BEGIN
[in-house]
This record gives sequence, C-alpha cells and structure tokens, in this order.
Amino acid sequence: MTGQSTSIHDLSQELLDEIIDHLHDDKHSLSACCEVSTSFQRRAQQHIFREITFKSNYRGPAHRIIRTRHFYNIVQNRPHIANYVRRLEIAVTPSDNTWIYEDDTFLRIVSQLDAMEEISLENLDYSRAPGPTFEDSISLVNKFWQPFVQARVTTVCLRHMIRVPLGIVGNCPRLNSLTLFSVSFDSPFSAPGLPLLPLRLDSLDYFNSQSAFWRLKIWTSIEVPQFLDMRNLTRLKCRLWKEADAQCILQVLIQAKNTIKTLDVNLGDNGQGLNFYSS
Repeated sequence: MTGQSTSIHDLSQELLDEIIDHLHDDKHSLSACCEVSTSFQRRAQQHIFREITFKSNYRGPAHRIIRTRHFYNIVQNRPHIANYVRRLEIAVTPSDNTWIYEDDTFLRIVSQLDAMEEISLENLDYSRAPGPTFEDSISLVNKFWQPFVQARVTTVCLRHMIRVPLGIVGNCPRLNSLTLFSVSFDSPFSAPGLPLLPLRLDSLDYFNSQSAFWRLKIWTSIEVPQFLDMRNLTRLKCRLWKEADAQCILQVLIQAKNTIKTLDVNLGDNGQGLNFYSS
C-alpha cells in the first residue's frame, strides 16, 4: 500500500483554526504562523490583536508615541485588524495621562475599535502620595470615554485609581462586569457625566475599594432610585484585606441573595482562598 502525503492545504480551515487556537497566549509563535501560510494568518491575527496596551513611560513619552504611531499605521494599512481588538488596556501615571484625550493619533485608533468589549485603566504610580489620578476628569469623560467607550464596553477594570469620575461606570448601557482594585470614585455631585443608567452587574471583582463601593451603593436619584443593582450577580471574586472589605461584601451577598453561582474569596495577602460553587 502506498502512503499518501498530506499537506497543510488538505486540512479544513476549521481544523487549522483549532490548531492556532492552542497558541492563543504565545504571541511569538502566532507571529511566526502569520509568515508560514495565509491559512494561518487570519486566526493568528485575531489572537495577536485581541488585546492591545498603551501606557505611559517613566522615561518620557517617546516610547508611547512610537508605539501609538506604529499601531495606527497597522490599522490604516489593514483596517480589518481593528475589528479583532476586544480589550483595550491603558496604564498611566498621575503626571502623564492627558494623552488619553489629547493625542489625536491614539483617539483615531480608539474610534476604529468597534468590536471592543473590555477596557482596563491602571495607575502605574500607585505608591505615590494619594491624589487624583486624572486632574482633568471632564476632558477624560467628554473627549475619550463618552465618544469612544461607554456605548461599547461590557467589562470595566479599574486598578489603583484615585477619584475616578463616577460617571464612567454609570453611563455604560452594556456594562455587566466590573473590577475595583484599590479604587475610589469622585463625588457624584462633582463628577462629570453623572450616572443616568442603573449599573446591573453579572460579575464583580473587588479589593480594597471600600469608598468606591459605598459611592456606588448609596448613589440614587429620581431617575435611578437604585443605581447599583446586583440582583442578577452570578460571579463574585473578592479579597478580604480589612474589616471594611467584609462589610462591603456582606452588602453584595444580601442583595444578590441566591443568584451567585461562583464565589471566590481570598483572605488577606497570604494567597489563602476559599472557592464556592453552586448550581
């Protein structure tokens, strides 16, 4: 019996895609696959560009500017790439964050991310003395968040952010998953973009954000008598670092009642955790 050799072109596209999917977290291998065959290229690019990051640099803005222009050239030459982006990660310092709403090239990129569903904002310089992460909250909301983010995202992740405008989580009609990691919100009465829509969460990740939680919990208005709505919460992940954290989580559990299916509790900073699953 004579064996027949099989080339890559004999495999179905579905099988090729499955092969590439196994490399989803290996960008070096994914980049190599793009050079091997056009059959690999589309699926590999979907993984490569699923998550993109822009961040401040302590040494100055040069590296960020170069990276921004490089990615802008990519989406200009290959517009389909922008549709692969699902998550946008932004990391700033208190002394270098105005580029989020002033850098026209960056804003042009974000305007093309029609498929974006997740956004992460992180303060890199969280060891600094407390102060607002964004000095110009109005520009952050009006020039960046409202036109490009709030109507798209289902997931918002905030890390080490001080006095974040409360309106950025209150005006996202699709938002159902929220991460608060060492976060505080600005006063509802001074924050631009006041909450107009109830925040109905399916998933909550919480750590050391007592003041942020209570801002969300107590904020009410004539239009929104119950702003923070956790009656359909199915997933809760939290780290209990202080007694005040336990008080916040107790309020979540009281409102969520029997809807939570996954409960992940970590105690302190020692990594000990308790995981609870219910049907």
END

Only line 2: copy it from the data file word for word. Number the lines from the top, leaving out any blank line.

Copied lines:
This record gives sequence, C-alpha cells and structure tokens, in this order.